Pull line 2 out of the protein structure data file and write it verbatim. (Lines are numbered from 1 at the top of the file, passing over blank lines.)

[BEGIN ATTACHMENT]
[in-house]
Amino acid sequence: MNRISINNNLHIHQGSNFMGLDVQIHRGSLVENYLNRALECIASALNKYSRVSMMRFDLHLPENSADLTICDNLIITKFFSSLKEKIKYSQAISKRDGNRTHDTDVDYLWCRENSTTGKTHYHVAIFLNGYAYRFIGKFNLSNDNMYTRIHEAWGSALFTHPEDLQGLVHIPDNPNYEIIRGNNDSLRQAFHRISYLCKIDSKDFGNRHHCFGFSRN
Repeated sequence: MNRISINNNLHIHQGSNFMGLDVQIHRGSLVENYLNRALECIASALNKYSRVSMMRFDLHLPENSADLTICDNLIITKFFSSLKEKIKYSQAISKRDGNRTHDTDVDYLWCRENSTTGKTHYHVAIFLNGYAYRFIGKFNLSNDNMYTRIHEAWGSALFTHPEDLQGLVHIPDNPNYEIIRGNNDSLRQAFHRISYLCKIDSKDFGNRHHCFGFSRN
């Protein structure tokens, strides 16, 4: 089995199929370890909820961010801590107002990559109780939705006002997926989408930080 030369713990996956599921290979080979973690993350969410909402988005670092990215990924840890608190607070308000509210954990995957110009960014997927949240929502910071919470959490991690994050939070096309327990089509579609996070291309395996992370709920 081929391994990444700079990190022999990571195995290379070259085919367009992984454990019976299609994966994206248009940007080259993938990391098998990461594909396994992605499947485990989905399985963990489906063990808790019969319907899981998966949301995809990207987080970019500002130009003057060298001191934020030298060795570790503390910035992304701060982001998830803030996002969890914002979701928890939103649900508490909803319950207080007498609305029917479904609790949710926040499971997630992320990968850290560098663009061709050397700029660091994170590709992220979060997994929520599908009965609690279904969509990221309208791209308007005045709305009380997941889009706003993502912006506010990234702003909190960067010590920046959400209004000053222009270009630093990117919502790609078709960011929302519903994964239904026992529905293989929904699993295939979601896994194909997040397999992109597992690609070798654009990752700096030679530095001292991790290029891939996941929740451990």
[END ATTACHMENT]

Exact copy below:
Amino acid sequence: MNRISINNNLHIHQGSNFMGLDVQIHRGSLVENYLNRALECIASALNKYSRVSMMRFDLHLPENSADLTICDNLIITKFFSSLKEKIKYSQAISKRDGNRTHDTDVDYLWCRENSTTGKTHYHVAIFLNGYAYRFIGKFNLSNDNMYTRIHEAWGSALFTHPEDLQGLVHIPDNPNYEIIRGNNDSLRQAFHRISYLCKIDSKDFGNRHHCFGFSRN